Wedding with the Fuji

This past weekend, I broke my cardinal rule of photography, which is not to shoot weddings.  There is something about knowing that you get a single chance to get everything right that adds just a little bit of pressure to an already exciting day.  My cousin-in-law and his bride-to-be asked me to be their photographer and even after I warned them about my skill level (lack thereof) and general inexperience with weddings, they still wanted me to shoot it.  I couldn’t say no, and I’m glad that my own insecurities were shoved aside for that day.  What did make it a bit more interesting was using my new camera system, the Fujifilm X-E1 and trying to adapt to its personality.  I ended up using all 3 of the lenses I own, the 18-55mm (reception), 55-200mm (ceremony) and the 35mm f/1.4 (detail and reception) and overall, they all performed their job with little fault.  I also had a Fuji EF-42 TTL flash on the camera for some of the shots as well as a messenger bag stocked with extra batteries, memory cards, cleaning cloths, gels, diffusers, etc.  The day was perfect, as it was an outdoor ceremony starting at 2pm.  Everything fell into place and I enjoyed a good day of picture taking.

Shooting with the Fuji X-E1 was both great and challenging at the same time.  The AF speed was adequate, but going from an OMD E-M5 was certainly noticeable and made me think more about focus instead of just pushing the button and it locking immediately.  On the plus side of the Fuji was the controls, which made setting everything up so easy and effortless.  It really felt great to be able to set my controls and keep them locked in and even view them with the camera turned off.  The smaller size of the Fuji system (compared to my old full frame Nikon D700 and the f/2.8 glass I had) made shooting with it all day easy.  I was able to pack everything I needed (and then some) into a ThinkTank CityWalker 20 messenger bag and carry it for most of the day without any fatigue.  I also brought another Kata bag that contained a few lightstands, umbrella’s, reflectors, triggers, etc for use when doing the large family portraits.  That gear was used only for a short time and wasn’t carried around much.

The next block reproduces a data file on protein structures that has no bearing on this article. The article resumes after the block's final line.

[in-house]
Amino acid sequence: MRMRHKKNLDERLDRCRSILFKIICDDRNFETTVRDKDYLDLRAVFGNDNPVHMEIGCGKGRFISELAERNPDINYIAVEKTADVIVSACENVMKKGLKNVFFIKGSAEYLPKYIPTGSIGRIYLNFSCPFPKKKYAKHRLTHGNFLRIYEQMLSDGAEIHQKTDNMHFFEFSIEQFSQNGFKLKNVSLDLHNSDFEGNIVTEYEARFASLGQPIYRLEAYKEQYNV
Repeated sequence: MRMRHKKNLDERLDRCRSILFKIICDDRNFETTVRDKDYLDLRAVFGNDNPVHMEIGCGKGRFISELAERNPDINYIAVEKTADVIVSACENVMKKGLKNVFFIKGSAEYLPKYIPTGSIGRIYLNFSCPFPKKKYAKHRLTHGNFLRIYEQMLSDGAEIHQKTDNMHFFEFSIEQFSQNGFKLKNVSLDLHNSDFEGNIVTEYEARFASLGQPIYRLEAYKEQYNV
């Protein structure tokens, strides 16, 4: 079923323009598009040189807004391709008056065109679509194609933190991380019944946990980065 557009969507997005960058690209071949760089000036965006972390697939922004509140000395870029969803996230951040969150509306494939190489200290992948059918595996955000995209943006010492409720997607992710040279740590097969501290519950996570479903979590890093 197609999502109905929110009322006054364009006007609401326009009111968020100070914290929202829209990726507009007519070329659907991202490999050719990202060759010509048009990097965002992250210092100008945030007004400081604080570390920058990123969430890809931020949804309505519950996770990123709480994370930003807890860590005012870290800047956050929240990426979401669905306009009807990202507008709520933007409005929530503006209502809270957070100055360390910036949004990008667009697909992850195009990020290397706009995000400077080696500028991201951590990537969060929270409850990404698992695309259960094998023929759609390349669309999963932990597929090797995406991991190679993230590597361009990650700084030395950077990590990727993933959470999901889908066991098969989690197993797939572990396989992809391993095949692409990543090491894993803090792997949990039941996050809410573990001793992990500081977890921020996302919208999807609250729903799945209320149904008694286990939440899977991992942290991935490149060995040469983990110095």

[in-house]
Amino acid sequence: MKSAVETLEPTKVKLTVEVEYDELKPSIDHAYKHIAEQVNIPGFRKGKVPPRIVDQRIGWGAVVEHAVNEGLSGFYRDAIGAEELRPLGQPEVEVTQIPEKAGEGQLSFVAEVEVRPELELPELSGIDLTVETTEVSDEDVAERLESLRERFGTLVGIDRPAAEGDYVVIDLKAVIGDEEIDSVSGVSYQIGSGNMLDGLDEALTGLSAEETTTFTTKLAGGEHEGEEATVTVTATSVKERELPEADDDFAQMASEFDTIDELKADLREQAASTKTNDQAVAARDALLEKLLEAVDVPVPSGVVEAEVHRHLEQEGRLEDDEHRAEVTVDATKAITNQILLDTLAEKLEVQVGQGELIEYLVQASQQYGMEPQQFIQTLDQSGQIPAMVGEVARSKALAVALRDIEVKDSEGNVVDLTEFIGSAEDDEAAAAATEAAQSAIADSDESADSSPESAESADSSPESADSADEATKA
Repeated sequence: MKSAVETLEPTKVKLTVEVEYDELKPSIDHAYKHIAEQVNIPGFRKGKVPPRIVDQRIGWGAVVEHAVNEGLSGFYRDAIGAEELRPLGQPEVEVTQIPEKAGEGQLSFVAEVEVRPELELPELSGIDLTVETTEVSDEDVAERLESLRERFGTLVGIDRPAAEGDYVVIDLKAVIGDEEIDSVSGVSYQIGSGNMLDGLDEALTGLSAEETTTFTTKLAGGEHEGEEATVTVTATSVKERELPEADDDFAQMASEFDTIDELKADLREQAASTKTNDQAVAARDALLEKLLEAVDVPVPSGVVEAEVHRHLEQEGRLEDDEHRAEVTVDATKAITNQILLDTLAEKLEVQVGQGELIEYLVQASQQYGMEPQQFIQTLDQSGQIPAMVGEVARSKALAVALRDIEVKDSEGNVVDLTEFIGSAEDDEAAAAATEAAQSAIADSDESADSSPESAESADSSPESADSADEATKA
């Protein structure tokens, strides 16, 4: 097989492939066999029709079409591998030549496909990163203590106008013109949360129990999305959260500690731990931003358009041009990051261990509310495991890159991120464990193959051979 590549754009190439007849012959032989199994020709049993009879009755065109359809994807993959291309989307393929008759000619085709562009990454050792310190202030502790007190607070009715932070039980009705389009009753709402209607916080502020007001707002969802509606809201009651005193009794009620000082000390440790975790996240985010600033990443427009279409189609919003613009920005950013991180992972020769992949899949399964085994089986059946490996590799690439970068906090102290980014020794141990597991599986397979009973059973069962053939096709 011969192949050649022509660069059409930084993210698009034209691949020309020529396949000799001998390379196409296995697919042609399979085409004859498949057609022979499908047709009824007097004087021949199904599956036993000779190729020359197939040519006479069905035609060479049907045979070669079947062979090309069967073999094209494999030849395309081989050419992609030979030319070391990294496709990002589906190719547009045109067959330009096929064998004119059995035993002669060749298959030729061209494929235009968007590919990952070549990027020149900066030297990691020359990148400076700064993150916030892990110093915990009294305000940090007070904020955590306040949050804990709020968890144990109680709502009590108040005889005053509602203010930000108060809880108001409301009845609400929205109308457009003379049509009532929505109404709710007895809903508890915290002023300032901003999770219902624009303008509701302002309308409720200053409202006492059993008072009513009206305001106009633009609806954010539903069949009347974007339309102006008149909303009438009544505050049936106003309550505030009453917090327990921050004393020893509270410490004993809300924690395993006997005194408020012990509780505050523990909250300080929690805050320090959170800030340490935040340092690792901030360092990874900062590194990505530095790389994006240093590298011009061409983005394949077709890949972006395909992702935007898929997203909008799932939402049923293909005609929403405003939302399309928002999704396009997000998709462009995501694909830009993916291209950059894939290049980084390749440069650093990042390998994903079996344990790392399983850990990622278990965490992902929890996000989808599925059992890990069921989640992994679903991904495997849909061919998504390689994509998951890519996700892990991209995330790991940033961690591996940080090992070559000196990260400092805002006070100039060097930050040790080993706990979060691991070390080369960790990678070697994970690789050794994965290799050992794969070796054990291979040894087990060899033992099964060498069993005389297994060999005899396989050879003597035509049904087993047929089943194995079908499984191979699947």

Overall, I am very pleased with the results.  For it being my only 2nd wedding, I’ll give myself a passing grade.

Senior portraits: round 2

I concluded the senior portrait shoot over the weekend at Laurel Hill State Park by the lake.  It was a bit later in the evening than I was hoping for, but the light held out and I was happy with what turned out.  This time I had a brand new Fujinon XF 55-200mm telephoto lens to use.  The package arrived right before the shoot and I opened the shipping box, pulled out the black Fujinon lens box, grabbed the lens and went.  Thankfully it worked very well and so far I love the images it produces.  Using this lens versus the 18-55mm zoom gave me a better working distance and let me blow the background out quite easily.

Past the lake and around the dam

Camping is a favorite summertime getaway for my family.  It allows us to relax, spend time together and just walk away from the stresses of life.  For me, this is doubly true when my daughter and wife take a nap and I go out on a short hike with some camera gear.  This time, I loaded up my pack with the Fuji X-E1, 18-55m, 55-200mm, some filters and a small tripod. A small bottle of water finished off the pack and away I went.  Below are some of the sights.

A quick portrait session

Earlier today my sister in law and I took a walk around town with the goal of getting some senior portraits done.  This was the first time I was using the new Fuji X-E1 for portrait work and I wasn’t sure what to expect.  Needless to say, it worked very well.  I set my ISO to Auto 400, clicked the shutter speed dial to 1/125 and let the aperture float to where it was needed.  The lighting conditions made it stick right around it’s maximum of f/4, so that was perfect.  On most of the shots, I used a speedlight with a small softbox attached and triggered by a pair of generic radio triggers.  The power was set low so that it gave the image just a slight bump in light.  Everything came together beautifully.  Here are just a few from the walk.